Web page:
Akarsh Khurana’s ‘The Verdict’ is out : The Tribune India

Akarsh Khurana’s ‘The Verdict’ is out

Director Akarsh Khurana on his new play and why theatre remains his refuge despite directing films as well as OTT series, and acting in them too

Akarsh Khurana’s ‘The Verdict’ is out

A scene from ‘The Verdict’.

Gurnaaz Kaur

ANIL D’ SOUZA is a washed-up lawyer and an alcoholic, now reduced to ambulance-chasing cases. When he comes across an open-and-shut medical malpractice case, he refuses an out-of-court settlement to challenge a charitable hospital run by a godman. This is his last chance to redeem himself, a showcase of his courage against the flawed medical system. If this is sounding like another David and Goliath story, playwright-director Akarsh Khurana’s new play ‘The Verdict’ has many layers to it. Starring Adhaar Khurana, Akash Khurana, Aseem Hattangady and Digvijay Savant among others, it premiered at the Prithvi Theatre Festival in Mumbai.

Director Akarsh Khurana

Based on Barry Reed’s novel, ‘The Verdict’, it was turned into a film by Sidney Lumet, starring Paul Newman, James Mason and Charlotte Rampling, which bagged five Academy Awards. A big fan of the film from a very early age, Akarsh secretly harboured the desire to adapt it for the stage. But, he tells, “It was a complicated film to adapt and also getting rights of the film was quite tricky.”

So, when Margaret May Hobbs’ stage adaptation of Reed’s courtroom thriller was produced, Akarsh knew it was time to realise his dream. Making no bones about the fact that his job became much easier, Akarsh says, “It perfectly served our purpose. The hard work of doing the adaptation for stage was already taken care of.”

While the basics were in place, there was still a lot of work to be done. Akarsh explains, “A story based on the western law system, where an underdog is taking on the Church, might not resonate as much with Indian viewers.” For ‘The Verdict’, Akarsh was lucked out. “Normally, when you apply for adaptation rights, people are not very understanding, rather they are sticklers for doing it exactly the way it is.” But these agents gave Akarsh a free hand and he customised it for the Indian audience.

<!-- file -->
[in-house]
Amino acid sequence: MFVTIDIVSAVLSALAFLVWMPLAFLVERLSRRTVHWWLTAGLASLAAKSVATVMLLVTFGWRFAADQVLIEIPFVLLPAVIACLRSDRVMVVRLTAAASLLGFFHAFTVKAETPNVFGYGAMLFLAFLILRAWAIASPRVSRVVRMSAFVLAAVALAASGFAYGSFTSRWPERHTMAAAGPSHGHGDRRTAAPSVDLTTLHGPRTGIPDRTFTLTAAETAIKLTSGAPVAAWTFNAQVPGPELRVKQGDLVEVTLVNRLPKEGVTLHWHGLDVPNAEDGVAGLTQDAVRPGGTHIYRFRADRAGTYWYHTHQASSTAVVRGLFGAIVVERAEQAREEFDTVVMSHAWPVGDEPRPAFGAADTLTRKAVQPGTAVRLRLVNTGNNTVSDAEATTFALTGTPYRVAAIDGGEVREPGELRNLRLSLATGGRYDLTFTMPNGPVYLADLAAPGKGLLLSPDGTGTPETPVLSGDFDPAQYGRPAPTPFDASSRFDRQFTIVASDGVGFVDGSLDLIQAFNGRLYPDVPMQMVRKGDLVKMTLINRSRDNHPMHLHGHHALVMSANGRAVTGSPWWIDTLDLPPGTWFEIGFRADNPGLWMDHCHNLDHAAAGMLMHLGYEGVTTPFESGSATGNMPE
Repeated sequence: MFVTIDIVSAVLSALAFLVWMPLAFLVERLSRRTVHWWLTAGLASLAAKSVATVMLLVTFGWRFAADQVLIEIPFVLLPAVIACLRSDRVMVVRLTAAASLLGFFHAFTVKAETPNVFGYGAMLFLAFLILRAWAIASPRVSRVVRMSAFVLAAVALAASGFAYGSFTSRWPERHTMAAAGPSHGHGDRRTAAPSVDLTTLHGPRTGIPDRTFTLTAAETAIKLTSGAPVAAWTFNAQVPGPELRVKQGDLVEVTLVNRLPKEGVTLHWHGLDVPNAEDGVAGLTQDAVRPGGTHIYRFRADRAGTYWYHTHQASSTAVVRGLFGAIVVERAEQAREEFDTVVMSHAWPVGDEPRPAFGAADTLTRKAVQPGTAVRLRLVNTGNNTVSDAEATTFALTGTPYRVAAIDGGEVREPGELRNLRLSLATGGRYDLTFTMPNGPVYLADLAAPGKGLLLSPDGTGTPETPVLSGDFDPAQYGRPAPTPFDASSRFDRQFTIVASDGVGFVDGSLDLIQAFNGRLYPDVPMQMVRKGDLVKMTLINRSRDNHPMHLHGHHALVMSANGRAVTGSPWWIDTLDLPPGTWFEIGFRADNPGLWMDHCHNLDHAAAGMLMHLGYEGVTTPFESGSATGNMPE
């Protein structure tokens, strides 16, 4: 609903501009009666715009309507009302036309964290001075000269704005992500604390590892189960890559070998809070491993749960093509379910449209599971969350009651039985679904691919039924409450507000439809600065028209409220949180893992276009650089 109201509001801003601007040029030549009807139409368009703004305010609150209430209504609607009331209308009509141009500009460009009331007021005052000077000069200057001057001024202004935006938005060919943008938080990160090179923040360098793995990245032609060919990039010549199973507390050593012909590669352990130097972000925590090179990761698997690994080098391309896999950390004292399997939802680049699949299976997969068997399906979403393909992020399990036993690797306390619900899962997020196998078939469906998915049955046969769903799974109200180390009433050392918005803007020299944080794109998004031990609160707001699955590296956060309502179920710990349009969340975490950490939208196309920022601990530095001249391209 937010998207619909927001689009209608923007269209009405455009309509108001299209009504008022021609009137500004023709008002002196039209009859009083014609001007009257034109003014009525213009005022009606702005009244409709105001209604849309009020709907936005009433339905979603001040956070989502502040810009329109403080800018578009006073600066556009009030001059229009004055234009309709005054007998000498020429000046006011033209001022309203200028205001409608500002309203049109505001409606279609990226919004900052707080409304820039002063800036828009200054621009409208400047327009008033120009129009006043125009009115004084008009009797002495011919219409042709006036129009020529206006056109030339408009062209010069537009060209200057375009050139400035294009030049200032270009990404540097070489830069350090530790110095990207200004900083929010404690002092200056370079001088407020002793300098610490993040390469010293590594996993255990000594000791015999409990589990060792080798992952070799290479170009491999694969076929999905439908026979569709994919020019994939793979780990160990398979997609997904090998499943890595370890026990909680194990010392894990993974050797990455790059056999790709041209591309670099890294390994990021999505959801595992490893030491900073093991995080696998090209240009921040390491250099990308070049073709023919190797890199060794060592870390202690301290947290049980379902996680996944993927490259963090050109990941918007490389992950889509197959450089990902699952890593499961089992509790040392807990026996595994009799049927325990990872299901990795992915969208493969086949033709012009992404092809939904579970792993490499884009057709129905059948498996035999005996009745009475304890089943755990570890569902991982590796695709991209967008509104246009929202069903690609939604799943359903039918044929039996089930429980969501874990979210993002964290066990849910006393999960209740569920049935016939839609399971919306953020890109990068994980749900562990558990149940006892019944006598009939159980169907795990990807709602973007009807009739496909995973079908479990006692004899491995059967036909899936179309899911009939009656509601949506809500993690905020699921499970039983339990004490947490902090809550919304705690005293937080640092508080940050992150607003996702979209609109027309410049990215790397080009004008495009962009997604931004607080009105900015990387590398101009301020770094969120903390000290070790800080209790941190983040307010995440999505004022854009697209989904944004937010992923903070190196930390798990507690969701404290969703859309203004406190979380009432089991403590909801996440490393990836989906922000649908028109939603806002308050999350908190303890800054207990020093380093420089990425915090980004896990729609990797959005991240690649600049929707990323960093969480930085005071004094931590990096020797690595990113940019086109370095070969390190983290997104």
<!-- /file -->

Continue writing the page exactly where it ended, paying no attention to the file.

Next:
As part of the re-contextualisation, his hero takes on a well-connected Swamiji. There are nuanced references to haves and have-nots, Hindi as the national language debate, corruption at many levels, money calling the shots, religion, about second chances and finding your faith. And none of it was a part of a check-list to cover. “It could be a stray dialogue or a subtle reference to a prevalent issue. It doesn’t have to be a deep dive into everything. The audience today is so aware, so evolved that they know what you are referring to the moment you do.”

Courtroom dramas are aplenty but this one is different. Yes, there are certain common tropes, but Akarsh says, “It’s the story of an underdog and what made it pertinent for me was that it was about a medical malpractice case, which we don’t see enough of. Another thing that makes it unique is the underlying story of the play, which is about faith. Even the lawyer who doesn’t believe in God realises it’s important to have faith in something. He doesn’t end up becoming a believer, but begins to respect that people need something to hold on to.”

And the fact that ‘The Verdict’ opened to a packed auditorium, with the audience rooting for the good guy, the experience was overwhelming for team Akvarious. “People were almost cheering during the court case. We were a little taken aback that it was such a crowd-pleaser but in retrospect, it makes sense.”

In the last three years, Akarsh has dabbled in directing plays, a movie and a series for OTT. There was ‘Rashmi Rocket’ starring Taapsee Pannu; ‘Mismatched’, a series on Netflix; ‘Jugadistaan’, another web series, which kept him busy. He also acted in a film and a series. A reluctant actor, as he calls himself, he admits that the process of direction for all three mediums is very different. Yet, at the heart of these platforms is being among actors, directing them and telling stories, which he is fond of doing. “From an early age, I’ve been working in multiple mediums. It doesn’t feel like choosing, they are extensions of me.”

However, right now, he wants to take a break to be in his ‘happy place’, his ‘refuge’ — theatre. “I’ve had back-to-back projects, so after ‘Mismatched’ season 2 released in October, I really wanted three-four months to take my plays to different cities.”

While shows of ‘The Verdict’ are lined up for Mumbai and Chennai, Akarsh will also be bringing to Chandigarh ‘Dekh Behen’, one of his most popular plays, in January 2023. And he hopes the city would want ‘The Verdict’ next.

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